(GIST OF YOJANA) Waste and Climate Change

(GIST OF YOJANA) Waste and Climate Change


Waste and Climate Change


  • Climate change is one of the biggest challenges being faced by the present world. A number of factors including clean energy, forest protection, adaptive habitat and natural resources are attributed to climate change mitigation and adaptation. With high pace urbanisation, solid waste is a ferociously growing concern especially for the developing countries like India. 


  • Amount and complexity of wastes is growing rapidly but the equivalent demands of technology and resources are still inadequate. Wastes and climate change are closely interrelated and are severely impacting each other but, however, less recognised in the domains of climate change mitigation, adaptation and disaster risk reduction.
  • Globally, around 2.01 billion tonnes of municipal waste are generated annually, more than one third (34%) of which is only contributed by high income countries. Waste generation per person varies between 0.11 and 4.54 kg. By the year 2050, waste generation globally is expected to rise up to 3.40 billion tonnes, which is no less than a disaster for health, environment and economy. India with a global population share of 18.05% contributes 11.95% to the global waste generation.

Effect of Climate Change on Solid Waste Management

  • A series of extreme weather events, viz., temperature fluctuations and extremes, disturbance in rainfall pattern, wind storms, etc. are known results of climate change which are affecting the waste management processes to a significant level.

Changes in Precipitation Patterns:

  • Climate change has led to significant alterations in the precipitation patterns. Increased average global surface temperature may lead to hotter and drier summers and shorter winter and can increase duration and frequency of extreme weather events like drought, hurricanes and cyclones. These events cause severe damage to property, infrastructure and human lives, affecting water availability and, hence, complicating the solid waste management procedure even more.
  • There has been an increase in daily precipitation rate as well as in the number of days. The average moisture content is generally high during these times. This elevates the risk of flooding which further leads to infrastructural damage, hindered supply system, creation of bulk household waste, inaccessibility of waste storage facilities, over flooding of site drainage systems and waterlogging in open waste storage containers. Waste management structures are protected by capping layers and bunds, which can be at higher risk of erosion and can become unstable because of the heavy rainfall.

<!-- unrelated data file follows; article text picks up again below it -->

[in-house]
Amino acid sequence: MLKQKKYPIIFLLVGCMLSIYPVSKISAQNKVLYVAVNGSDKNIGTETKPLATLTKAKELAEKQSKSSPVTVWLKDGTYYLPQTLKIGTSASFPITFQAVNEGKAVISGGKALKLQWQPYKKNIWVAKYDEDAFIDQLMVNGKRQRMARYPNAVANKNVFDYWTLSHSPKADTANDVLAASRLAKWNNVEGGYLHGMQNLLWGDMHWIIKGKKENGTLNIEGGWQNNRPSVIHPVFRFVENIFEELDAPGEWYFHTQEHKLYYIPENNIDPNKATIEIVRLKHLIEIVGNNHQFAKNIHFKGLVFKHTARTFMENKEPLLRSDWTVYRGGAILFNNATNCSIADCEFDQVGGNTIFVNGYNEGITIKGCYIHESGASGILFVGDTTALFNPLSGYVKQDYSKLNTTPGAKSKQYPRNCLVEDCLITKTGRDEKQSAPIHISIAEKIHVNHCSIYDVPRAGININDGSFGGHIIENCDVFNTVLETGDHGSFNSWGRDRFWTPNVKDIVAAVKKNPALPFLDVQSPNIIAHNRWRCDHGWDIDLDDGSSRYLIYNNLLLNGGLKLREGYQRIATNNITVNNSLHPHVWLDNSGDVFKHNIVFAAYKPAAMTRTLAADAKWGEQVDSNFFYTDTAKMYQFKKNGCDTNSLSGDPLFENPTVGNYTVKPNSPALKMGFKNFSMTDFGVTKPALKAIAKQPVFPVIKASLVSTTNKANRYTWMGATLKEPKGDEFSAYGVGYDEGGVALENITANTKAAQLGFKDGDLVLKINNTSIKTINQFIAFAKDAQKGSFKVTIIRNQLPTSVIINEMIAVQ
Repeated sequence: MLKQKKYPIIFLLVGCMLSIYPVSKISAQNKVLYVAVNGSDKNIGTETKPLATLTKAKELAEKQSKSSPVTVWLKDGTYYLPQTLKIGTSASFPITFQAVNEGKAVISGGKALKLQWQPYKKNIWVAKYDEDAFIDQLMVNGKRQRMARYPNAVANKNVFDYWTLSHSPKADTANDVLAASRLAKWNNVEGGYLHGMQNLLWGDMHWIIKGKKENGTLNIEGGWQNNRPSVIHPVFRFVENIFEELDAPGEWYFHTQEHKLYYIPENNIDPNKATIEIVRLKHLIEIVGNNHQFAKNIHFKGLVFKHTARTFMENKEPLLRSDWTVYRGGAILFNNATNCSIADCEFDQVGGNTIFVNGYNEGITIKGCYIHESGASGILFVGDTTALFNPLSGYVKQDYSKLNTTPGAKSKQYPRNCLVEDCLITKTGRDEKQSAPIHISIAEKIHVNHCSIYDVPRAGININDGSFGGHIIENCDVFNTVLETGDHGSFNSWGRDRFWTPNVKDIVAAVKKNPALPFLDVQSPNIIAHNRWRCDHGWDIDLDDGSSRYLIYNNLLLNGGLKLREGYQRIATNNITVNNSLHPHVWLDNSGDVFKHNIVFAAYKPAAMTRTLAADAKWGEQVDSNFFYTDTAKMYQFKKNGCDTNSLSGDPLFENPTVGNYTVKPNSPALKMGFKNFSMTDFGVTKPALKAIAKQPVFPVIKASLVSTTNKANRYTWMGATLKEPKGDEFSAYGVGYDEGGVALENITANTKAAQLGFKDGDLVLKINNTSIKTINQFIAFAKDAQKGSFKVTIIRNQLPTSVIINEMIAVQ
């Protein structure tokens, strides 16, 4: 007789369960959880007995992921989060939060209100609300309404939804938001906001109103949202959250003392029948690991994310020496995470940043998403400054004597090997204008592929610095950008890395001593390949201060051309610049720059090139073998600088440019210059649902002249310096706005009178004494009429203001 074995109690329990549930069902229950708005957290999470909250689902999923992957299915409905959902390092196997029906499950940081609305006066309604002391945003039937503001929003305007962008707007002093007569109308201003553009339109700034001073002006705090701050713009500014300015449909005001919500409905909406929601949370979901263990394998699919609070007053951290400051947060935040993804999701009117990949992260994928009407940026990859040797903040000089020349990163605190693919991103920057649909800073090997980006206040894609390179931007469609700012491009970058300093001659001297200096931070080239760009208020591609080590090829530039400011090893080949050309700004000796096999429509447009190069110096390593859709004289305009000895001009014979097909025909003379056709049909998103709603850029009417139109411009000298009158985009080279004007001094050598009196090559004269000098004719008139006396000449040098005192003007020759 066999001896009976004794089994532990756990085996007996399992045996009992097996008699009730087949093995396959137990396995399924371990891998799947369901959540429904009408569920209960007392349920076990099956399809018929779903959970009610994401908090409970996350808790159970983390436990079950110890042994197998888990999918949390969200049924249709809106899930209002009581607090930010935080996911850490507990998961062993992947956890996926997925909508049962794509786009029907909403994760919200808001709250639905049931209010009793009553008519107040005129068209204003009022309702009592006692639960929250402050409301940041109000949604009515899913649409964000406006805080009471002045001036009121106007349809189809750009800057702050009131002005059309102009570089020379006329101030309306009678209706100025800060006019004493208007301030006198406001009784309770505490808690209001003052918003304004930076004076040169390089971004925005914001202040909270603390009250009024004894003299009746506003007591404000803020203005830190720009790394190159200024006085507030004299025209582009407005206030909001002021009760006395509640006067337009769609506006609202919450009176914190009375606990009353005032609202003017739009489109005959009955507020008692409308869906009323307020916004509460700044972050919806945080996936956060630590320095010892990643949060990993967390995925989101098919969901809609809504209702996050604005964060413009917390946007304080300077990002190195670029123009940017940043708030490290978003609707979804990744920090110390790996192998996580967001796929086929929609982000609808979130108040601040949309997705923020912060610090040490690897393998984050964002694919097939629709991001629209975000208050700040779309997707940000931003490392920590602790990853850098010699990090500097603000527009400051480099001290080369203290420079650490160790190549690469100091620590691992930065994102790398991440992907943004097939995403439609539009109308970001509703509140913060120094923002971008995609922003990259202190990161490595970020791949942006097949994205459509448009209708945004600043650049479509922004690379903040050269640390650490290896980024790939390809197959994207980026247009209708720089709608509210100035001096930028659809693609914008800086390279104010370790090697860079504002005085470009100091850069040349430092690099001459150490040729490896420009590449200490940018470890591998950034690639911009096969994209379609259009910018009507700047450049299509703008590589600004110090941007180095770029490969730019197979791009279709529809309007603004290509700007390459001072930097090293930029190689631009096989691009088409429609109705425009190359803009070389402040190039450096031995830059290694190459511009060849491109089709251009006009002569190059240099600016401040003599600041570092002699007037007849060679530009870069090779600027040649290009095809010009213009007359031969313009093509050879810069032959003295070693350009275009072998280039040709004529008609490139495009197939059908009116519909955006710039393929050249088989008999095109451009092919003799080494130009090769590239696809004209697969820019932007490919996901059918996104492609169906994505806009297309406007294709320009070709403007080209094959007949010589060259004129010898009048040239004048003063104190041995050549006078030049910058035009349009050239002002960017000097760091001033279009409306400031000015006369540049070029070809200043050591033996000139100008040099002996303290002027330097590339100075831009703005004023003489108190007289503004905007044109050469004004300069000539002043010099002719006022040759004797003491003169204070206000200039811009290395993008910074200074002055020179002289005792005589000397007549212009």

• Also, frequency and rate of waste decomposition is severely affected by heavy rainfall and the flow, concentration and volume of leachate is also enhanced at the landfill sites.
  • The entire hydrology of the waste management system can be altered because of the fluctuations in seasonal rainfall patterns. The clay substrate areas are at high risk of collapsing and can have huge impact on the adjoining infrastructure.

Role of Policy:

  • In 2008, India came up with a comprehensive National Action Plan for Climate Change (NAPCC). Out of the eight exclusive missions encompassing and addressing various issues related to climate change, the National Mission on Sustainable Habitat was made accountable for the management of Municipal Solid Waste of the country. This part of the mission is focused on enhancing resource recovery and recycling, reducing waste to be disposed in landfills or open dumpsites and maximising reuse/recycling of sewage, as much as possible. 
  • In 2015, four additional missions were added to NAPCC, out of which one entire mission was dedicated to the theme of Waste-to Energy conversion. The focus of this recent mission is to harness energy from maximum possible waste to minimise the dependence on non-renewable resources for power generation.
  • Swachh Bharat Abhiyan (Clean India Mission) was launched in 2014 by the Prime Minister of India with primary aims of making the country open-defecation free and improving the status of solid waste management.
  • This mission has definitely ignited the awareness regarding the basic cleanliness regimes and sown a seed of a hygienic, clean and safe behaviour among the people. The current status of Swachh Bharat Mission is that entire urban areas of 35 states/union territories have become open defecation free and the waste processing rate has increased from 18% to 60%.


  • There is an urgent need fora robust policy formulation which is inclusive of all major factors associated with climate change and solid waste management. 
  • Also, a thorough plan of action in an affordable budget is required to be prepared that takes into account the future projection of the outcomes.



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Courtesy: Yojana